How to use Ping command.

How To Use Ping Command.

In this article, wee will explain how to use ping command.

ping is part of the iputils (or iputils-ping) package, which is pre-installed on nearly all Linux distributions. It is also available on Windows, macOS, and FreeBSD.


How to Use the Ping Command

The syntax for the ping command is as follows:


To better illustrate, how the ping command works let’s ping


The output will look something like this:

PING ( 56(84) bytes of data.
64 bytes from ( icmp_seq=1 ttl=63 time=0.527 ms
64 bytes from ( icmp_seq=2 ttl=63 time=0.637 ms
64 bytes from ( icmp_seq=3 ttl=63 time=0.577 ms
64 bytes from ( icmp_seq=4 ttl=63 time=0.573 ms
64 bytes from ( icmp_seq=5 ttl=63 time=0.610 ms
--- ping statistics ---
5 packets transmitted, 5 received, 0% packet loss, time 4001ms
rtt min/avg/max/mdev = 0.527/0.584/0.637/0.048 ms


Specify the Number of Packets

As already mentioned, by default, ping will continue to send ICMP packages until it receives an interrupt signal. To specify the number of Echo Request packages to be sent after which ping will exit, use the -c option followed by the number of the packages:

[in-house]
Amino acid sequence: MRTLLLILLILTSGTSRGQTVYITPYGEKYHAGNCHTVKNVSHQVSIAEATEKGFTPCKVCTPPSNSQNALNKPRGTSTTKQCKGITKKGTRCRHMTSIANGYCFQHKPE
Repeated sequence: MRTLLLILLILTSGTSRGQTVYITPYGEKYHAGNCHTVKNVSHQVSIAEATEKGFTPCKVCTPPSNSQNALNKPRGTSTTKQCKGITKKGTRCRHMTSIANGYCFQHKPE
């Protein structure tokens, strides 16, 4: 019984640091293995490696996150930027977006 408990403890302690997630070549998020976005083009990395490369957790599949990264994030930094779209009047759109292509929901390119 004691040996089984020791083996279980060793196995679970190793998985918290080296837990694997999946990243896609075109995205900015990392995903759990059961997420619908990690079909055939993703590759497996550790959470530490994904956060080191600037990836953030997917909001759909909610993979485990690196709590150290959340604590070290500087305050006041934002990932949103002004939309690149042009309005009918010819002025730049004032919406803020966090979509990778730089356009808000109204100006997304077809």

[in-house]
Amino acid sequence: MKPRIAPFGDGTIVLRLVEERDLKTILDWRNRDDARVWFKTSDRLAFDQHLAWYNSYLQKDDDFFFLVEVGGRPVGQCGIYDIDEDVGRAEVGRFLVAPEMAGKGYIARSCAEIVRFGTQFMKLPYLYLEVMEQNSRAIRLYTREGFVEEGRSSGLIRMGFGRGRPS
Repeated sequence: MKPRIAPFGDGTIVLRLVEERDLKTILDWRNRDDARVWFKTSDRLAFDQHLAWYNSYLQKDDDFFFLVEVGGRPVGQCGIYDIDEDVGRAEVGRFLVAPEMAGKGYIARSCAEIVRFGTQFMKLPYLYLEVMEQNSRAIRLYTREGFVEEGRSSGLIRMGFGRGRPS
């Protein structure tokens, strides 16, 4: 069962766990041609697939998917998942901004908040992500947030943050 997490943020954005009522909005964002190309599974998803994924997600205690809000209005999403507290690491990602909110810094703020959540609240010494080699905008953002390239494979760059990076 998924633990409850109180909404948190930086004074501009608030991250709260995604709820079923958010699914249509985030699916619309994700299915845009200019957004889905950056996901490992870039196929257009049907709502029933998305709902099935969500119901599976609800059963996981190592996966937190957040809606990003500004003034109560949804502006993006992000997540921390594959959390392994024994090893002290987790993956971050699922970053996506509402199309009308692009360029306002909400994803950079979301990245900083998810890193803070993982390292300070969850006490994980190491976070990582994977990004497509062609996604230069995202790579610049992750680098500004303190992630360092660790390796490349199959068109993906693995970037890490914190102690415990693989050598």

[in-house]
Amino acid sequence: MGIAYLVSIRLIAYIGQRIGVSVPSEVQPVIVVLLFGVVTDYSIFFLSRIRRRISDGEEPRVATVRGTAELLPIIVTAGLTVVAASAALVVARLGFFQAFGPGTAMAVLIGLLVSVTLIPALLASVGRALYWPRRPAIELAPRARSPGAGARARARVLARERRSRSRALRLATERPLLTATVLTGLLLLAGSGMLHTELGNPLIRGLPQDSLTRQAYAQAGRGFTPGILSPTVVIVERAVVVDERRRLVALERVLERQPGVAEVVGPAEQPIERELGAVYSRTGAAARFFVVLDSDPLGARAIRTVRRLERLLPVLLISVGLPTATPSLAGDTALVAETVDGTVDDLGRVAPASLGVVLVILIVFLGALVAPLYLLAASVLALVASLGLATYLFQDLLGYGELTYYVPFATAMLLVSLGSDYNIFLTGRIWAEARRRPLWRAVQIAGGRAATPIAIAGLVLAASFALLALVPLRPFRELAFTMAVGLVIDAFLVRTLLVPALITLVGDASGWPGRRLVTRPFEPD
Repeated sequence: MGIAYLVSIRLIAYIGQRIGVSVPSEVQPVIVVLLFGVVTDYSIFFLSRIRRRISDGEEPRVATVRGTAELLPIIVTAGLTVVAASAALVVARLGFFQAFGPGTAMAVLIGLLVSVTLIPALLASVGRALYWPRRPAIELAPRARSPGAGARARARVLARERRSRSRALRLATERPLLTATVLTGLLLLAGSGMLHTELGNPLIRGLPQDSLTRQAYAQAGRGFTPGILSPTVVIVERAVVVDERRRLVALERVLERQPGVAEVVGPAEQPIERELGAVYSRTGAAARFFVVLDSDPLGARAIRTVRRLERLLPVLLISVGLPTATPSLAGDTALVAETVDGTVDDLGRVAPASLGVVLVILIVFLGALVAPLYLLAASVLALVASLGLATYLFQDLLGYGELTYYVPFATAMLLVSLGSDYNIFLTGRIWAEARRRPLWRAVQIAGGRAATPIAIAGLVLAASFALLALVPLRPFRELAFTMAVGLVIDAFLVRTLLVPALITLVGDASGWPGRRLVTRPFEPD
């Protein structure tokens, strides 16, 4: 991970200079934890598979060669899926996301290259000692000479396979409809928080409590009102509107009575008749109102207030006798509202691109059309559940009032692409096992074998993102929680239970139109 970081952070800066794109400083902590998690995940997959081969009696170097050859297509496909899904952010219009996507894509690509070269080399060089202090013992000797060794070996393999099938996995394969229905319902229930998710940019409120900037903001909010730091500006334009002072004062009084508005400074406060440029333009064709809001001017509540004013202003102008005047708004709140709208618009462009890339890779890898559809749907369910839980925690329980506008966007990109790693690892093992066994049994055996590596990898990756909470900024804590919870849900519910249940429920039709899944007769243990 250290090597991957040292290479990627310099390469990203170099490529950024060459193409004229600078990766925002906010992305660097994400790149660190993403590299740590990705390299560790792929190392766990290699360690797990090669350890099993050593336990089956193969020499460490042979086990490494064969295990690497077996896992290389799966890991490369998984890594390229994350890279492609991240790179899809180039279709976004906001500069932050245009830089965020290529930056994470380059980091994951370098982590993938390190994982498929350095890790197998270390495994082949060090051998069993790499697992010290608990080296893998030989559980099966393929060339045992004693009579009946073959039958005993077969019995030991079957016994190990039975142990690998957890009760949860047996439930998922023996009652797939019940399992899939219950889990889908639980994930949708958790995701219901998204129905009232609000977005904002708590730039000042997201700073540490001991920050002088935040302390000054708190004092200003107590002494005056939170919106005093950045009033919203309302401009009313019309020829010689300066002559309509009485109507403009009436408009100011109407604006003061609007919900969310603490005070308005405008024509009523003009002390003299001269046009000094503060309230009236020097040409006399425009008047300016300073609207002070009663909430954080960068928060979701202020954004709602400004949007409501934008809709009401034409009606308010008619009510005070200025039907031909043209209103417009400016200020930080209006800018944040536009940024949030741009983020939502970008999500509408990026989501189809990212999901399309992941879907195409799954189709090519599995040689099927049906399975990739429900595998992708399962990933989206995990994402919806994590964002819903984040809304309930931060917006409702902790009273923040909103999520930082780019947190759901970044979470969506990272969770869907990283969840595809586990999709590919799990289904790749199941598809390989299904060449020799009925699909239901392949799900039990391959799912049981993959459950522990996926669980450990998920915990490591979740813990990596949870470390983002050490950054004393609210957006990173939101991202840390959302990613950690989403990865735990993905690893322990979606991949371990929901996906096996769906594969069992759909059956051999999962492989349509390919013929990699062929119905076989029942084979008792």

For example, to ping only one time you would use:

ping -c 1


Specify the Source Interface

The default behavior of the ping command is to send ICMP packages via the default route. If you have multiple interfaces on your machine you can specify the source interface with the -I option:


The following command will ping using em2 as a source interface:

ping -I em2


Specify the Internet Protocol

When you run the ping command, it will use either IPv4 or IPv6, depending on your machine DNS settings.

To force ping to use IPv4, pass the -4 option, or use its alias ping4:



For IPv6, pass the -6 option or use ping6:




ping is a command-line network utility that allows you to test the IP-level connectivity of a given host on the network.

To view all available options of the ping command, type man ping in your terminal.